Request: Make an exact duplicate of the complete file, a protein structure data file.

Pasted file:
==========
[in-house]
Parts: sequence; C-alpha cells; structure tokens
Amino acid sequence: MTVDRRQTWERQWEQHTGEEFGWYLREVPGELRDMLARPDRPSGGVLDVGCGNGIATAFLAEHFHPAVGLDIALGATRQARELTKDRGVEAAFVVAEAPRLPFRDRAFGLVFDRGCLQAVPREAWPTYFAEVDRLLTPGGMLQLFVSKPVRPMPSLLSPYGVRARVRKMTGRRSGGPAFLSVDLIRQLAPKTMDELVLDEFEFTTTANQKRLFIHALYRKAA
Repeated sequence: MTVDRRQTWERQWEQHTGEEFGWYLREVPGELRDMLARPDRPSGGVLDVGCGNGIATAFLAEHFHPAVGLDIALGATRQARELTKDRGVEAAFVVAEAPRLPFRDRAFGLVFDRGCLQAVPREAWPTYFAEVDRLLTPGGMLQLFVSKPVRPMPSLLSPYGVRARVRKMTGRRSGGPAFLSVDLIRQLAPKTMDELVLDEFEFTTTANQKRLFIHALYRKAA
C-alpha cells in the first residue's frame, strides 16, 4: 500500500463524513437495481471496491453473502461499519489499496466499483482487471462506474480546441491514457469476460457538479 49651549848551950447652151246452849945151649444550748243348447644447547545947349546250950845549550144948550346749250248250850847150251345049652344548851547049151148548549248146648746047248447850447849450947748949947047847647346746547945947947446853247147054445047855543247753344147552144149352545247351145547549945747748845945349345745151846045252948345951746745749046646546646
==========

[in-house]
Parts: sequence; C-alpha cells; structure tokens
Amino acid sequence: MTVDRRQTWERQWEQHTGEEFGWYLREVPGELRDMLARPDRPSGGVLDVGCGNGIATAFLAEHFHPAVGLDIALGATRQARELTKDRGVEAAFVVAEAPRLPFRDRAFGLVFDRGCLQAVPREAWPTYFAEVDRLLTPGGMLQLFVSKPVRPMPSLLSPYGVRARVRKMTGRRSGGPAFLSVDLIRQLAPKTMDELVLDEFEFTTTANQKRLFIHALYRKAA
Repeated sequence: MTVDRRQTWERQWEQHTGEEFGWYLREVPGELRDMLARPDRPSGGVLDVGCGNGIATAFLAEHFHPAVGLDIALGATRQARELTKDRGVEAAFVVAEAPRLPFRDRAFGLVFDRGCLQAVPREAWPTYFAEVDRLLTPGGMLQLFVSKPVRPMPSLLSPYGVRARVRKMTGRRSGGPAFLSVDLIRQLAPKTMDELVLDEFEFTTTANQKRLFIHALYRKAA
C-alpha cells in the first residue's frame, strides 16, 4: 500500500463524513437495481471496491453473502461499519489499496466499483482487471462506474480546441491514457469476460457538479 49651549848551950447652151246452849945151649444550748243348447644447547545947349546250950845549550144948550346749250248250850847150251345049652344548851547049151148548549248146648746047248447850447849450947748949947047847647346746547945947947446853247147054445047855543247753344147552144149352545247351145547549945747748845945349345745151846045252948345951746745749046646546646